Today’s post has been a few days in the making. Back in September when the Monarch migration was underway, I photographed a lot of Monarch caterpillars and butterflies in their busy, nonstop activities. I collected several Monarch eggs from the church butterfly garden and set up a “nursery/studio” in my dining room.
One of my main projects this fall was to video the hatching of a Monarch egg. This was done for several eggs and I have been busy the last couple of weeks editing and chopping up the video into smaller clips. From there, I spliced pieces together relevant sections to get a much shorter (less than 3 minutes long) video of one of the little guys hatching. Here is a link to the resulting video, which is posted on YouTube:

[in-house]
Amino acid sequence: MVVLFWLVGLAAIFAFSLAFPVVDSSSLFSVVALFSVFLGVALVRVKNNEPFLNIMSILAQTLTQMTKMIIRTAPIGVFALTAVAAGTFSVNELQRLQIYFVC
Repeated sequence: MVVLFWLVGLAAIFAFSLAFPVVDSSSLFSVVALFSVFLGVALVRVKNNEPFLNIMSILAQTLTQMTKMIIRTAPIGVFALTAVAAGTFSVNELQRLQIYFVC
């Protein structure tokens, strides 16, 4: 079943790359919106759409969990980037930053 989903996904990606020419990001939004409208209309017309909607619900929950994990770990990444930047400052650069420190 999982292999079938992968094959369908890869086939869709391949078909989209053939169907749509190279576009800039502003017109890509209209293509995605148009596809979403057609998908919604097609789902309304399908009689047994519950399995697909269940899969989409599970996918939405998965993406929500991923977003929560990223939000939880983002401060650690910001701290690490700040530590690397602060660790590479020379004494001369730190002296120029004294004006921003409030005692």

Please watch the entire video … the beginning of the video is a bit slow, but watch for movement inside the egg. And after the caterpillar emerges, watch it eat it’s first meal … the protein eggshell. At the end of the video, I’ve included a photo of a newly-hatched caterpillar with a reference, so you can see how small the caterpillar is! Also, please note that all young caterpillars were released back into the butterfly garden, so that they could continue their life’s journey.
Here is an extreme closeup photograph of a Monarch caterpillar emerging from it’s egg:
Photographic Equipment Used:
- Canon 5D Mark 3 camera body
- Canon 180mm, f/3.5 macro lens, with extension tubes
- Bogen 3021 tripod, with ballhead